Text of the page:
For these reasons, we conclude that the trial judge erred in granting summary judgment in favor of the State defendants.*fn9

C. Moran and OSI

Plaintiff alleged that Moran and OSI engaged in a civil conspiracy with the State defendants to commit the torts of false arrest, false imprisonment and other alleged offenses. In his written decision, the trial judge found that Pryszlak had probable cause to make the arrest and that plaintiff's claims against the State defendants were, therefore, not viable. The trial judge observed that, "[i]n order to pursue a valid claim of civil conspiracy, there must be an underlying wrong which provides a right of action," and held that plaintiff's claim for conspiracy must fail because his probable cause finding eviscerated the false arrest and false imprisonment claims. Because the dismissal of plaintiff's claims against Moran and OSI was grounded solely on the judge's finding that Pryszlak had probable cause, which was erroneously decided at this stage, the summary judgment entered in favor of Moran and OSI also must be reversed.

We intimate no view as to whether there may be other grounds upon which Moran and OSI might obtain a summary judgment that would not be dependent upon a dismissal in favor of the State defendants. We would note, however, that there was evidence offered in opposition to Moran and OSI's motion that State Police vehicles had been seen at OSI in the past, and that plaintiff had observed troopers talking to Moran and other OSI employees; this evidence suggested the existence of good relationships between and among defendants. Indeed, Moran acknowledged that, on more than one occasion, he had utilized State troopers to collect on bad checks by bringing customers to OSI so that payment could be made. These circumstances, when viewed in the light most favorable to plaintiff, are supportive of plaintiff's claim of a civil conspiracy and the culpability and complicity of Moran and OSI. That is, plaintiff has presented a colorable contention that Moran and OSI were not simply citizens reporting a criminal offense to the proper authorities but, in fact, utilized the State defendants, who were willing to collect OSI's debt.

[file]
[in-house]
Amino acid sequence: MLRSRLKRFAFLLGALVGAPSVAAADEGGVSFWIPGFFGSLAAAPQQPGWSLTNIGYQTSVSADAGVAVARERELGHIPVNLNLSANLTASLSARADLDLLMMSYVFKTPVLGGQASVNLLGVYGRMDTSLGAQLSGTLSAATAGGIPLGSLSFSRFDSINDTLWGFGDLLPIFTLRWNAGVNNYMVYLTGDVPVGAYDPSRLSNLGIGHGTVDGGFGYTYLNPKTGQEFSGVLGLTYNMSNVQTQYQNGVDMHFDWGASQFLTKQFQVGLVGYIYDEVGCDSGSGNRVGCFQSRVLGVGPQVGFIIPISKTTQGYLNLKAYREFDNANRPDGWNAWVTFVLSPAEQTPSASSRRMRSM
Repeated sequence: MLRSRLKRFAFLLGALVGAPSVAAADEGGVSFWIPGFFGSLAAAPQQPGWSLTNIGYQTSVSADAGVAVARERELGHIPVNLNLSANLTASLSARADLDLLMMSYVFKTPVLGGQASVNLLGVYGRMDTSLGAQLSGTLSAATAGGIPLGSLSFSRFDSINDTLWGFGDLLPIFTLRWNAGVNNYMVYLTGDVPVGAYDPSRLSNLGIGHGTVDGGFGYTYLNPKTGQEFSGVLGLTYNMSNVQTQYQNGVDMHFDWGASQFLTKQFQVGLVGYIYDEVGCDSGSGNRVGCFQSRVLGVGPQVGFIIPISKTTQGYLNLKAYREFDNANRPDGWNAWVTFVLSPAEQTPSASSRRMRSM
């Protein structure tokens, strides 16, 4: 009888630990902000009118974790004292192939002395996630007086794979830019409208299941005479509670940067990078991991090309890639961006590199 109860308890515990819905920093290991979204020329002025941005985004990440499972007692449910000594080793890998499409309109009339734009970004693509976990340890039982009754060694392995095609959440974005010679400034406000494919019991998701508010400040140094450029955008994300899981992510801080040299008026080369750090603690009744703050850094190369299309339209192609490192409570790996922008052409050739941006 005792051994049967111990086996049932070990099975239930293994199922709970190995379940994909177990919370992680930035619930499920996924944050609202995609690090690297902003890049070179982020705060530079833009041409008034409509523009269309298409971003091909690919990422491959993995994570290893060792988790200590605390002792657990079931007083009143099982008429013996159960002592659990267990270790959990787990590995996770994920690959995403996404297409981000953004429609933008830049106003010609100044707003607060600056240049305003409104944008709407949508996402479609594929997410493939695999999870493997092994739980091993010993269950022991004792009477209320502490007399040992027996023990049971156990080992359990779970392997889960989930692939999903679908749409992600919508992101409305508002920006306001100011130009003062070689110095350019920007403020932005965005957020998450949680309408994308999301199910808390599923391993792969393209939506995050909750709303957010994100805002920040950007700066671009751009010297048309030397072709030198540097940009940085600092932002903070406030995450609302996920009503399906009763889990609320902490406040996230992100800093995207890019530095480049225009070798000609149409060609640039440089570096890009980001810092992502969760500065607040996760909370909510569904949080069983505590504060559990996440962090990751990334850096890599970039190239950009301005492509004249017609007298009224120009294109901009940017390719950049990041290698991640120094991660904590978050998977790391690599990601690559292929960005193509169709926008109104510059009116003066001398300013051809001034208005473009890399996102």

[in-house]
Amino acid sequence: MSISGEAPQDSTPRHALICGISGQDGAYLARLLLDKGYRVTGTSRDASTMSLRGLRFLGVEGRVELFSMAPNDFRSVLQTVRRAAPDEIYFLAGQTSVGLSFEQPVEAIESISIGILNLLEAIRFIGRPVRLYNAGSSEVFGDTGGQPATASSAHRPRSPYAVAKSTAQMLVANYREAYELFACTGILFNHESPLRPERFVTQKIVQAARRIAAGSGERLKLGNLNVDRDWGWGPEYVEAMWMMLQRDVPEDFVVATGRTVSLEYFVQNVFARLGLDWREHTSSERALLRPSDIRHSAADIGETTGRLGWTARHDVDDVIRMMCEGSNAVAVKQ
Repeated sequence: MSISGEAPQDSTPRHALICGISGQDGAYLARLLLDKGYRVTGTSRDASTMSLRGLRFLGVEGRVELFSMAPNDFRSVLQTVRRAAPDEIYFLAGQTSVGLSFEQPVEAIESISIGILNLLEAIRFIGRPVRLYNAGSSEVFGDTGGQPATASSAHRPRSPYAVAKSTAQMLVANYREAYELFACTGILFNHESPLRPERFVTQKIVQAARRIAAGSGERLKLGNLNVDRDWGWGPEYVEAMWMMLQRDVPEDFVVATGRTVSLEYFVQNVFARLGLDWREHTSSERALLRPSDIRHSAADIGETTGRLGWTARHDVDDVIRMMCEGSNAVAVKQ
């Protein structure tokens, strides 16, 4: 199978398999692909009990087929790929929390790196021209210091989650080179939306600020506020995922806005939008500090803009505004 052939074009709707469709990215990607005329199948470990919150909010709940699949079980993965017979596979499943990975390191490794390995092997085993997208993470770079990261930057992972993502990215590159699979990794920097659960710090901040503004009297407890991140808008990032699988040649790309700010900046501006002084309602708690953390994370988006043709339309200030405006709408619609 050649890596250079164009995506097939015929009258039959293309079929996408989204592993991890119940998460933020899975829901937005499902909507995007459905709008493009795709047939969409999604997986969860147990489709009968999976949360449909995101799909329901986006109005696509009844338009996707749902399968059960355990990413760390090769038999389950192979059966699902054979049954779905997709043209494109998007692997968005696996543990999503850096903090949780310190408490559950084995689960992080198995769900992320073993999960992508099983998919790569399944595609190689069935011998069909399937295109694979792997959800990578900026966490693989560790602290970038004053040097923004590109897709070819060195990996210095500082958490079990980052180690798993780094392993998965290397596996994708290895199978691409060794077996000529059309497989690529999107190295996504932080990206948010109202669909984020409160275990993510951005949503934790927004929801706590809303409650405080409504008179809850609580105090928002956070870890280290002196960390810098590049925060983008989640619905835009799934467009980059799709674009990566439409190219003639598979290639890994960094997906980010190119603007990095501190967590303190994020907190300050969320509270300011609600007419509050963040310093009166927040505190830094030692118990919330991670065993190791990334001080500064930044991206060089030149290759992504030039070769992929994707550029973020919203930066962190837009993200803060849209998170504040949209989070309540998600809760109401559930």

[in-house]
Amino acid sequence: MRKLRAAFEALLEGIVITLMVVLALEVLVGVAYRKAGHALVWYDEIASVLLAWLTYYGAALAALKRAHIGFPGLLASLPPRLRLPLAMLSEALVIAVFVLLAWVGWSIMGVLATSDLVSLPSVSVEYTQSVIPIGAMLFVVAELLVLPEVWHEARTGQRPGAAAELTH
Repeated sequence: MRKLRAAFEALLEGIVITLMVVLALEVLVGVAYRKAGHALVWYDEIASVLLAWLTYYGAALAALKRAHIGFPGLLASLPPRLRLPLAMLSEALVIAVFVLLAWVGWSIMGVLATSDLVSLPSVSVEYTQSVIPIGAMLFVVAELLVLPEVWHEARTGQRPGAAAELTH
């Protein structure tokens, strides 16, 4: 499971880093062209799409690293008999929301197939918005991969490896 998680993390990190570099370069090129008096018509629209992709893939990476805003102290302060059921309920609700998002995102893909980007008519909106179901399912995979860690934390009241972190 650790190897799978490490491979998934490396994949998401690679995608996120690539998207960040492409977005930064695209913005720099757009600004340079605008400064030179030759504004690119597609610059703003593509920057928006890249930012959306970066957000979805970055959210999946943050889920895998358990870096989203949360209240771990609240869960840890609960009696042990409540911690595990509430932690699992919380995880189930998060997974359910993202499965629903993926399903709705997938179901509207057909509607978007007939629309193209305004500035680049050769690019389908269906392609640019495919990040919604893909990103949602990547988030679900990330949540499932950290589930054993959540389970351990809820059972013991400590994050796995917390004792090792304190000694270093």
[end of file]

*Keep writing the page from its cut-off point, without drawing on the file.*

D. The Expert Report

Submitted by the State Police

Plaintiff also argues that the trial judge erred in denying his motion to strike the report of the State defendants' expert, John J. Ryan, who asserted that Pryszlak's actions in investigating the matter, determining whether probable cause existed, and arresting plaintiff were both reasonable and in line with standard police practices.

The trial judge denied plaintiff's motion to bar Ryan's testimony on the ground that it constituted a net opinion. In his written decision, the judge held "that the Ryan Report sufficiently sets forth the 'why and wherefore' of his opinion and cites the specific [factual] evidence and policies/procedures upon which that opinion is based; and as such, does not constitute a net opinion."

We have held in this regard that an expert's opinion must be based on facts to be admissible:

As construed by applicable case law, N.J.R.E. 703 requires that an expert's opinion be based on facts, data, or another expert's opinion, either perceived by or made known to the expert, at or before trial. Under the "net opinion" rule, an opinion lacking in such foundation and consisting of bare conclusions unsupported by factual evidence is inadmissible. The rule requires an expert "to give the why and wherefore" of his or her opinion, rather than a mere conclusion. [Rosenberg v. Tavorath, 352 N.J. Super. 385, 401 (App. Div. 2002) (quoting Jimenez v. GNOC, Corp., 286 N.J. Super. 533, 540 (App. Div.), certif. denied, 145 N.J. 374 (1996))]

The trial judge was entitled to conclude that the Ryan report was not a net opinion because the report sufficiently explained the bases for Ryan's opinions. Ryan related the facts of the case to "generally accepted practices within the law enforcement profession" and to specific sources of those practices, including the policies and practices of the State Police. We, thus, conclude that the judge did not abuse his discretion in denying plaintiff's motion.

The June 24, 2011 orders granting defendants' motions for summary judgment are reversed. The April 1, 2011 order denying plaintiff's motion to strike the Ryan report is affirmed.

Affirmed in part; reversed and remanded in part.